Moments later, Rep. Shumate made the crowd, including Fallin, roar with delight when he said, “I told Mike [Shelton] I sure was glad Gov. Fallin signed that bill before that beret thing.”
Despite such moments of humor and repartee, the gala afforded serious honors not only to Eason-McIntyre, but also to the governor and to two other women who have achieved “firsts” in state history: U.S. District Judge Vicki Miles-LaGrange and Tulsa automobile sales entrepreneur Yvonne Hovell.
Miles-LaGrange, presently chief judge for the U.S. District court in Oklahoma’s Western District, is the first black woman to serve on the federal bench in the six-state Tenth Circuit region. She was also the first female U.S. attorney in the state. Her notable service included service, as late Chief Justice William Rehnquist’s personal appointee, to the International Judicial Relations Committee of the U.S. judicial conference.
Miles-LaGrange thanked her parents, retired public school educators Charles and Mary Miles of northeast Oklahoma City. She quoted a Langston Hughes poem, expressing hopes American would “be a land where liberty is crowned, and with no false patriotic wreath. … Equality is the air we breathe.”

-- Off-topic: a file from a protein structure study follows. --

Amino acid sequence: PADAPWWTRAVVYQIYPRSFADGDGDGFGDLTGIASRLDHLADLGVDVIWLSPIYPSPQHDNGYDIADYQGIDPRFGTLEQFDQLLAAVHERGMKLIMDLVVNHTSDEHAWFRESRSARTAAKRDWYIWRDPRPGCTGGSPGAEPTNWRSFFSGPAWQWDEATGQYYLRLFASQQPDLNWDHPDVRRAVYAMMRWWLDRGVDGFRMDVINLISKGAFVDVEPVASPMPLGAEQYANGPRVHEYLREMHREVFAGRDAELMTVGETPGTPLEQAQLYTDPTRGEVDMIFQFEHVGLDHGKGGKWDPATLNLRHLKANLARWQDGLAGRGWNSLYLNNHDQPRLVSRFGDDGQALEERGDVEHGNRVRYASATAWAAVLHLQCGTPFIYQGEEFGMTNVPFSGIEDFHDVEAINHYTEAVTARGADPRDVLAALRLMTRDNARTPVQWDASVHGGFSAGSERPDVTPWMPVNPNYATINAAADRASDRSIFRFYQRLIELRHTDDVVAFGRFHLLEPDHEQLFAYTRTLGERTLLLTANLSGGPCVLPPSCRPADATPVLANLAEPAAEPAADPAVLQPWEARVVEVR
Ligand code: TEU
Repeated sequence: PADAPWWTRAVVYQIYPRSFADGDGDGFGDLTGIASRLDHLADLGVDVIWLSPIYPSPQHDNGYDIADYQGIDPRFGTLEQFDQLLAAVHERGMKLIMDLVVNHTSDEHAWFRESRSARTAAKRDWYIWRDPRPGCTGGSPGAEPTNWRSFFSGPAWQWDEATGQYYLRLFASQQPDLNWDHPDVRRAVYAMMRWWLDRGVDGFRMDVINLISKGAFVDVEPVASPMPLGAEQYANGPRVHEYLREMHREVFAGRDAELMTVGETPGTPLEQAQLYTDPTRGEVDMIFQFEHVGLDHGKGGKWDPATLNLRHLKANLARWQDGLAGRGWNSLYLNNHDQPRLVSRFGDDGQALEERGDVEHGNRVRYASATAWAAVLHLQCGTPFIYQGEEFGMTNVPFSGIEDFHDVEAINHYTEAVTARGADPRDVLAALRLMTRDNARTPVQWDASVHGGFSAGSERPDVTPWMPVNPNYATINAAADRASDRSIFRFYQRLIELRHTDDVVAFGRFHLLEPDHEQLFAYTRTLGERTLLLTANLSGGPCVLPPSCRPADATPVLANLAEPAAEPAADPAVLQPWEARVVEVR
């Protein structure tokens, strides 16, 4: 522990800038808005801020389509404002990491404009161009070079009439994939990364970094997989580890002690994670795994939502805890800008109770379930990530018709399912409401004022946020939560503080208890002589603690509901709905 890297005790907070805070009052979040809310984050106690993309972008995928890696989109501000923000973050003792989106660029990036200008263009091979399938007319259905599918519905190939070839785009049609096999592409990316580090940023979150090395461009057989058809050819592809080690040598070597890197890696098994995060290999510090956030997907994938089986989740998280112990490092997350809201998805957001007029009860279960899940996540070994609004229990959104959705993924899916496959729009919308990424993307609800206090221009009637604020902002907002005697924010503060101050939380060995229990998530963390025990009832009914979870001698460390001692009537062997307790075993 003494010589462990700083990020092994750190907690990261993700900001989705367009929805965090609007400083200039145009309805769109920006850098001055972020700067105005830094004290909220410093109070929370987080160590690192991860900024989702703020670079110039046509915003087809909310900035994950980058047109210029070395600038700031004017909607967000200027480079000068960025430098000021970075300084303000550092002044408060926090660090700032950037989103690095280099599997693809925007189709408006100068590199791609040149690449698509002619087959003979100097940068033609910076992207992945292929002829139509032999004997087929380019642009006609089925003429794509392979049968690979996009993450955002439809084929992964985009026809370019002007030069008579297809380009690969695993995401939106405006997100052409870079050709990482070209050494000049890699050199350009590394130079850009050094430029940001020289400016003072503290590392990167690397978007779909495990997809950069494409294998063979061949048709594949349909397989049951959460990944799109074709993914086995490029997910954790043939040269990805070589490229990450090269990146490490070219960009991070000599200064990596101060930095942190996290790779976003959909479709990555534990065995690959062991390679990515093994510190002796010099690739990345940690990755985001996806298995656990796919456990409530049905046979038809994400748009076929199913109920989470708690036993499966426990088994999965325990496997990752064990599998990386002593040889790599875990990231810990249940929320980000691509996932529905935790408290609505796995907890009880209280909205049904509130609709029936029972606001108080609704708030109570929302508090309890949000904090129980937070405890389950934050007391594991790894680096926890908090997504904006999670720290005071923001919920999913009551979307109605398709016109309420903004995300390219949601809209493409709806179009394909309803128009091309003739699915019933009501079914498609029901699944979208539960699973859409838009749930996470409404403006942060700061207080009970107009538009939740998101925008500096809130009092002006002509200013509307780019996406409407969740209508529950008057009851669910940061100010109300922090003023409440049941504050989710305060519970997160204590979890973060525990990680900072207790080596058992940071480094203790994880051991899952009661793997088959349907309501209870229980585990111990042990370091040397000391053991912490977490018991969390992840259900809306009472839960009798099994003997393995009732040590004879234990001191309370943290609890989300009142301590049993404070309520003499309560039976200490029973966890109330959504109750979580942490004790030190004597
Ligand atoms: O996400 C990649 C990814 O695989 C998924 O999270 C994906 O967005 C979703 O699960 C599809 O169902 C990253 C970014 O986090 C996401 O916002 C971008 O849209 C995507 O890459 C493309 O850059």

Hovell was praised for her emergence as a major “player” in car sales. After an early career in Green Bay, Wisconsin, she came to Tulsa 10 years ago and has become a leader in her industry.
Fallin disclosed a long relationship between her family and Eason-McIntyre, dating back to her mother’s work in social welfare with the future senator. She joined several other speakers and attesting to Eason-McIntyre’s inspiration model as a survivor of breast cancer.
Eason-McIntyre said Fallin’s support for affording “Swing Low, Sweet Chariot” with new official status meant a lot to her because it reflects, “the struggle of all people. They persevered and wrote songs that gave hope and faith.” Eason-McIntyre said, “There are controversies and differences, but we are duty-bound to work for the common good.”